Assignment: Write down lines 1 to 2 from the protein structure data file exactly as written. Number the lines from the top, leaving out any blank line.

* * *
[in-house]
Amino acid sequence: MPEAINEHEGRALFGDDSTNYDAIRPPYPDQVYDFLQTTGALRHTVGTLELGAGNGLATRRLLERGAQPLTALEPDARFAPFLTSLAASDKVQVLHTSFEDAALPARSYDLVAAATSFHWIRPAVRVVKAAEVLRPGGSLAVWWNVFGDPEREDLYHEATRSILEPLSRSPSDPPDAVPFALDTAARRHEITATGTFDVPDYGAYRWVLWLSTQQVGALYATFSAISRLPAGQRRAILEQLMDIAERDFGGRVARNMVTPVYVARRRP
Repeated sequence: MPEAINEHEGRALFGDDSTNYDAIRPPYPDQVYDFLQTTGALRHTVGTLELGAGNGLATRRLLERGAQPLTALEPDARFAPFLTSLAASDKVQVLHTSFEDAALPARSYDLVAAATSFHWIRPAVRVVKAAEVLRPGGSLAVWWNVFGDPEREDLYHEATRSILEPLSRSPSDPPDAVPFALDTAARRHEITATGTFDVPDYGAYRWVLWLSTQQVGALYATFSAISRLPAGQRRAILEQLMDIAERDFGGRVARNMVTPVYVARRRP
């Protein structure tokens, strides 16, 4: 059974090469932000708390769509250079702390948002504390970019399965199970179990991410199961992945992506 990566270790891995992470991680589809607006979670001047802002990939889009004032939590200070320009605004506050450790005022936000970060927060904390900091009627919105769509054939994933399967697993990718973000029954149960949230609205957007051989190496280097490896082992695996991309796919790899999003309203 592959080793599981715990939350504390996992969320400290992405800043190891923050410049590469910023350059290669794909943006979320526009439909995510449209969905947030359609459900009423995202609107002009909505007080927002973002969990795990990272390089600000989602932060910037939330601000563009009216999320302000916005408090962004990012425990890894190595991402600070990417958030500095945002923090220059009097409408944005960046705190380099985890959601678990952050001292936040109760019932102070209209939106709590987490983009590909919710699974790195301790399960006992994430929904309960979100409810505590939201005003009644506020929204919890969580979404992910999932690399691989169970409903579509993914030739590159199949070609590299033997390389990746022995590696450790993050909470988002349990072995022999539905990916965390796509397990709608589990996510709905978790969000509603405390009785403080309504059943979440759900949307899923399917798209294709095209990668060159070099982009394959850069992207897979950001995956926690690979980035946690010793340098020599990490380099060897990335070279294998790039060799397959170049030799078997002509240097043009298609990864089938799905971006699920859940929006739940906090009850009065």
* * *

[in-house]
Amino acid sequence: MPEAINEHEGRALFGDDSTNYDAIRPPYPDQVYDFLQTTGALRHTVGTLELGAGNGLATRRLLERGAQPLTALEPDARFAPFLTSLAASDKVQVLHTSFEDAALPARSYDLVAAATSFHWIRPAVRVVKAAEVLRPGGSLAVWWNVFGDPEREDLYHEATRSILEPLSRSPSDPPDAVPFALDTAARRHEITATGTFDVPDYGAYRWVLWLSTQQVGALYATFSAISRLPAGQRRAILEQLMDIAERDFGGRVARNMVTPVYVARRRP